Fox News promoted its upcoming food stamp special by stigmatizing participants of the Supplemental Nutrition Assistance Program (SNAP), formerly known as food stamps, by complaining that recipients don't feel sufficient shame and by hyping anecdotal evidence that the system is being manipulated.
In a preview for Fox News' upcoming special The Great Food Stamp Binge, America Live guest host Gregg Jarrett and Fox News editor-at-large Peter Boyer attacked SNAP recipients, complaining that while there "used to be a sense in this country that if you are on the government dole, there was a little bit of a stigma attached, a little bit of shame involved" but that the "government to some degree has helped to try to break down the resistance" to joining the program. The segment aired an interview with a man Jarrett referred to as "surfer dude" and "surfs by day, plays in his band at night, and eats wonderfully, lobster, generally speaking, on his food stamps, courtesy of you, the taxpayer":
Jarrett and Boyer's attack on SNAP recipients is only the latest in Fox's campaign to stigmatize low-income Americans. Fox host Stuart Varney has long attacked SNAP recipients, and low-income individuals in general, claiming they are the victims of a government plot to increase dependency and buy votes, that they have appliances to make their lives comfortable, and that they lack "richness of spirit." The campaign against SNAP and its beneficiaries has been driven by Fox News hosts across the network.
But contrary to Fox's characterization of SNAP recipients as lacking shame and their promotion of "surfer dude's" story, the majority of recipients are working-class Americans with jobs, senior citizens, or children. A 2013 report by the Center on Budget and Policy Priorities found that the "overwhelming majority of SNAP recipients who can work do so" (emphasis original):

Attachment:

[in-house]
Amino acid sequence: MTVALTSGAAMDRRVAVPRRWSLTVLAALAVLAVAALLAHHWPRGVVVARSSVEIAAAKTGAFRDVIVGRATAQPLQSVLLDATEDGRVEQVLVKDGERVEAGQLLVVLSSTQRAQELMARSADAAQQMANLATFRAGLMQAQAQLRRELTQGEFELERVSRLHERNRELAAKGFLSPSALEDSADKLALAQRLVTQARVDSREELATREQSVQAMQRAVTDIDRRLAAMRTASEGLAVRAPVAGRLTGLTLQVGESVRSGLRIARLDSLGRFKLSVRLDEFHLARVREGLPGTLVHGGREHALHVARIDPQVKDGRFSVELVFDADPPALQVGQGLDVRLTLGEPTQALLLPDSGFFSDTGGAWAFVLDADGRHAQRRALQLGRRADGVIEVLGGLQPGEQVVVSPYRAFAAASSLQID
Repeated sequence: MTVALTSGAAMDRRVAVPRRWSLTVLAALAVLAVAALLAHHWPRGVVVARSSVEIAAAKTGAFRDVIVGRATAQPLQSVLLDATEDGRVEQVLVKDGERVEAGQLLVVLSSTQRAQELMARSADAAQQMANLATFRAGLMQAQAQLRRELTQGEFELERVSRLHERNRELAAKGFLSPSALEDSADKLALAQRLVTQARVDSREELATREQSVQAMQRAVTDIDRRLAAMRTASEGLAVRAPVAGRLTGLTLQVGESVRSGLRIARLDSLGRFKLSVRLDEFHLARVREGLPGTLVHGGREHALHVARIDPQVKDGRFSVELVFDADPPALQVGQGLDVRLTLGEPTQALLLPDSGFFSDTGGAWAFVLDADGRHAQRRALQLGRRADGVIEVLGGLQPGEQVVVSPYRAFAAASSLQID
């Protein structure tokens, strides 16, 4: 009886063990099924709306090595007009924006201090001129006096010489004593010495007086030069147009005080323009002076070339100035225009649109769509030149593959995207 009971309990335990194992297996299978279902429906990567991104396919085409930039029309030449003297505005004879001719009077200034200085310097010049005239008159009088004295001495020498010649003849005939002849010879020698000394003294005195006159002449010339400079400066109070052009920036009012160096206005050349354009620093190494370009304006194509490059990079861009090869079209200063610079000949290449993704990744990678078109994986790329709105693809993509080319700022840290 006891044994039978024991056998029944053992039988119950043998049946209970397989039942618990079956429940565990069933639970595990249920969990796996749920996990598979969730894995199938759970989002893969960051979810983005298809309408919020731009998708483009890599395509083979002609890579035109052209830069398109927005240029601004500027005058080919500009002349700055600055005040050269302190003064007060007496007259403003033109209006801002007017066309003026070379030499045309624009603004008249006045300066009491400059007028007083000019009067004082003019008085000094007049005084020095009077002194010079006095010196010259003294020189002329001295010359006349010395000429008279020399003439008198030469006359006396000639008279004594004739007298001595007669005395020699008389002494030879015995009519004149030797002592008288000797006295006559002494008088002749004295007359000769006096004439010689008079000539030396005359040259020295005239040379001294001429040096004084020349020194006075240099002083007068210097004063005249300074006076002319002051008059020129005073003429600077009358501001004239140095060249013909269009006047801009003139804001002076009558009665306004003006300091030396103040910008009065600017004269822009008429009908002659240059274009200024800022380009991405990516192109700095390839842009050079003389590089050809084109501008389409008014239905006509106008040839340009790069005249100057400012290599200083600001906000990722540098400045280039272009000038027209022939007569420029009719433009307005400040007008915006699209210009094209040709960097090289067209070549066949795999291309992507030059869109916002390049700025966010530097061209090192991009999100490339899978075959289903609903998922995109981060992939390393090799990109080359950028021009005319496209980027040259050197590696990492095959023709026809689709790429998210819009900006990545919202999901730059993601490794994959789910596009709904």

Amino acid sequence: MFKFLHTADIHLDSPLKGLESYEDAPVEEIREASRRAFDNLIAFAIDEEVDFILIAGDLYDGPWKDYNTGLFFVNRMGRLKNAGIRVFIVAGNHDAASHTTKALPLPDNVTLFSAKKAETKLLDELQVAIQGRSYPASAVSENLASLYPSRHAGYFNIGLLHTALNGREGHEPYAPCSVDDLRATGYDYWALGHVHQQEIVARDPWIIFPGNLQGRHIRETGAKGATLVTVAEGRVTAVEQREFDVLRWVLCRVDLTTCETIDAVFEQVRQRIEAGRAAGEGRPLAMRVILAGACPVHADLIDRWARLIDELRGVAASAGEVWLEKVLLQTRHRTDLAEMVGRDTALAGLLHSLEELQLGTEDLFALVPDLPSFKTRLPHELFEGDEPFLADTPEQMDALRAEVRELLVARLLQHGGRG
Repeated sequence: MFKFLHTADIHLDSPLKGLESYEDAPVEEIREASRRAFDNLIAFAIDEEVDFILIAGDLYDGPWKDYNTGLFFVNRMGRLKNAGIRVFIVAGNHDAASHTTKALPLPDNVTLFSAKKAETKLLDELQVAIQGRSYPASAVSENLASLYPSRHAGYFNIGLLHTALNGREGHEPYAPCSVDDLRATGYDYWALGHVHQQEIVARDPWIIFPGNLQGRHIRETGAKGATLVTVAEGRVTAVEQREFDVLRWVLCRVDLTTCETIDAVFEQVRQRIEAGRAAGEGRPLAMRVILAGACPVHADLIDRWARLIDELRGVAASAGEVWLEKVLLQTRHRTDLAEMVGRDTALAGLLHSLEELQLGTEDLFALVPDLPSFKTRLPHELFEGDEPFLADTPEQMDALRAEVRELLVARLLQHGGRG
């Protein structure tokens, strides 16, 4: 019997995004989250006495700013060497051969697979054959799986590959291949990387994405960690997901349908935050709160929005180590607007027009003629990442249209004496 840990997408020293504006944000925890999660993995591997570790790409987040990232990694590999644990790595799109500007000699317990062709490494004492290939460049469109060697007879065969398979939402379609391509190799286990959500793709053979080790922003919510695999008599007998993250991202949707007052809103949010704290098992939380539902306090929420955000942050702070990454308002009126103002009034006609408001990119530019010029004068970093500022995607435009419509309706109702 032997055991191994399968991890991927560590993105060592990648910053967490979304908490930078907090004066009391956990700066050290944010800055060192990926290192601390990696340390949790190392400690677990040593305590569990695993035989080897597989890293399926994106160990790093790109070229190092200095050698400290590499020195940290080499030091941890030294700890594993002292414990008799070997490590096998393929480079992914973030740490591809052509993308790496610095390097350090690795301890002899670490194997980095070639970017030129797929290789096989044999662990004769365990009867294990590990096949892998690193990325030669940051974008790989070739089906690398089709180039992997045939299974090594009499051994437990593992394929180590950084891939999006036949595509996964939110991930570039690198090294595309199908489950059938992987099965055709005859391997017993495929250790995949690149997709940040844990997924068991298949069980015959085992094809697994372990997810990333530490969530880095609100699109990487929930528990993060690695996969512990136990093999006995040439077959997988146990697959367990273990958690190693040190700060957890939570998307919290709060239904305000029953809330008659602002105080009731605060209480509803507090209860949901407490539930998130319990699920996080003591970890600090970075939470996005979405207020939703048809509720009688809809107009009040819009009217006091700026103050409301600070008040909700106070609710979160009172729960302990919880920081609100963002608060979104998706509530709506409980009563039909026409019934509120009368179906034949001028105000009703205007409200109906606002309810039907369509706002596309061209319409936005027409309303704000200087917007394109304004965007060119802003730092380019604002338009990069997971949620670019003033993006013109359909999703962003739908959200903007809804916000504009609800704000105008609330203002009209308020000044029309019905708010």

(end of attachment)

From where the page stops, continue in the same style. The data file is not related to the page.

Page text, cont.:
The overwhelming majority of SNAP recipients who can work do so. Among SNAP households with at least one working-age, non-disabled adult, more than half work while receiving SNAP -- and more than 80 percent work in the year prior to or the year after receiving SNAP. The rates are even higher for families with children -- more than 60 percent work while receiving SNAP, and almost 90 percent work in the prior or subsequent year.
The number of SNAP households that have earnings while participating in SNAP has been rising for more than a decade, and has more than tripled -- from about 2 million in 2000 to about 6.4 million in 2011. The increase was especially pronounced during the recent deep recession, suggesting that many people have turned to SNAP because of under-employment -- for example, when one wage-earner in a two-parent family lost a job, when a worker's hours were cut, or when a worker turned to a lower-paying job after being laid off.
A separate report pointed out that "Almost 70 percent of SNAP recipients are not expected to work, primarily because they are children, elderly, or disabled."
Fox's attack on SNAP recipients comes as hunger and poverty have reached elevated levels following the economic downturn. A 2012 study by the Department of Agriculture found that nearly 15 percent of U.S. households were "food insecure at least some time during" 2011, "including 5.7 percent with very low food security - meaning that the food intake of one or more household members was reduced and their eating patterns were disrupted at times during the year because the household lacked money and other resources for food."
Fox News editor-at-large Peter Boyer previewed the network's special on the Kermit Gosnell murder trial by falsely claiming the trial illustrates "what abortion is," and that Gosnell's alleged crimes were the natural response to Roe v. Wade.
Gosnell is currently facing eight counts of murder for horrific acts committed under the guise of women's health at a clinic he operated in Philadelphia, PA. Since early April, right-wing media have criticized the media's perceived lack of coverage of the trial, and a new Fox documentary on the case is scheduled to air May 3.
In an advance interview with Breitbart.com, Boyer previewed Fox's upcoming Gosnell documentary, claiming that "though abortion itself is not on trial--it ends up being that it really is," and suggested that "Roe v. Wade created a specialized niche in the marketplace and Gosnell filled that niche in an urban, minority community."